Responding to Punishment in the Community: Conformity as Resistance in a Women’s Probation Hostel

Published 13/03/2002
Type Article
Author(s) Alana Barton
Corresponding Authors Alana Barton, Centre for Studies in Crime and Social Justice, Edge Hill

In recent years there has emerged an inspiring body of feminist literature which has examined the range of strategies employed by incarcerated women to manage, negotiate and resist institutional regimes. However, although this literature has opened up new areas of scholarly debate and has challenged the myth that women (and women offenders in particular) are ‘feeble’ and ‘muted’ social agents, the analysis has primarily been limited to women within custodial institutions. It is the intention of this article to expand on these debates by examining the experiences of women subjected to punishment within the community, specifically within a probation hostel.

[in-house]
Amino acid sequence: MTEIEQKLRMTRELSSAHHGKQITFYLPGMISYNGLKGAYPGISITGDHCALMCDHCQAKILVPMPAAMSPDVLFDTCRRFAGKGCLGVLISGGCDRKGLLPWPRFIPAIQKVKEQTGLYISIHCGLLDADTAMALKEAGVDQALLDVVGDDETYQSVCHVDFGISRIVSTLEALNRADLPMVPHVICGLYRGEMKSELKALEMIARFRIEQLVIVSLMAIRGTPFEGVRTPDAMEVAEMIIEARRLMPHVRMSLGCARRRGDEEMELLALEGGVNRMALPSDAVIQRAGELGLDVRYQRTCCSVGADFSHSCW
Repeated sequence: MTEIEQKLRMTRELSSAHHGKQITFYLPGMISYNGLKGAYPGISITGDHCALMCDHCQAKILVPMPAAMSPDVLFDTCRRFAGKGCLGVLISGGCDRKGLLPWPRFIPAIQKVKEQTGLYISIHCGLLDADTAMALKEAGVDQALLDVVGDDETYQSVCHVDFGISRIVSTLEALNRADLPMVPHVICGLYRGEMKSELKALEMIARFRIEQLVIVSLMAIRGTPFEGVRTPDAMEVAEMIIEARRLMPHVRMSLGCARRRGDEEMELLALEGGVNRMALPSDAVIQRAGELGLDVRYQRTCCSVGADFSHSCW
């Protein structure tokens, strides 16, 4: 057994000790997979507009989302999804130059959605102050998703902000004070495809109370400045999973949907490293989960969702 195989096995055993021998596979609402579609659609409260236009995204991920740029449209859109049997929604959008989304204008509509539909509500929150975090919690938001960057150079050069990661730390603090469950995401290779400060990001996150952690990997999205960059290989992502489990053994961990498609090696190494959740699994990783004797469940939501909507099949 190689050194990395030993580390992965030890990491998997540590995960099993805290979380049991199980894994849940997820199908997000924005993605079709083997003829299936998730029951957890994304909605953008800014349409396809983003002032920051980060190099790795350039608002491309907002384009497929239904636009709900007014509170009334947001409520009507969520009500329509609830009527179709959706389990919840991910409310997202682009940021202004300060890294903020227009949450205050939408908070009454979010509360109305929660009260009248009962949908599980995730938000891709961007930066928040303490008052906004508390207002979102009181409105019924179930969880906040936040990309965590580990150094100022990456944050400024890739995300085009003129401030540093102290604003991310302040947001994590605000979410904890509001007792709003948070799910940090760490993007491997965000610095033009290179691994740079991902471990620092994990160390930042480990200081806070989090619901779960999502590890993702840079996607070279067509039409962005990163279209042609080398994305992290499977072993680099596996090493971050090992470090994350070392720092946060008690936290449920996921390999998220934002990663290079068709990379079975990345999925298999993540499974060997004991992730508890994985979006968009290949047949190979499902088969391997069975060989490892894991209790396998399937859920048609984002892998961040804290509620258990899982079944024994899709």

It will be argued that the construction of femininity plays a crucial but contradictory role in women’s strategies of resistance. Based on original research the article will explore the ways in which women in a probation hostel managed to navigate and resist their confinement through apparent displays of conformity. It is argued that women frequently endorsed feminising discourses and practices promoted within the institution in order to avoid further scrutiny and regulation and thus their actions can be considered as a means of ‘resistance’.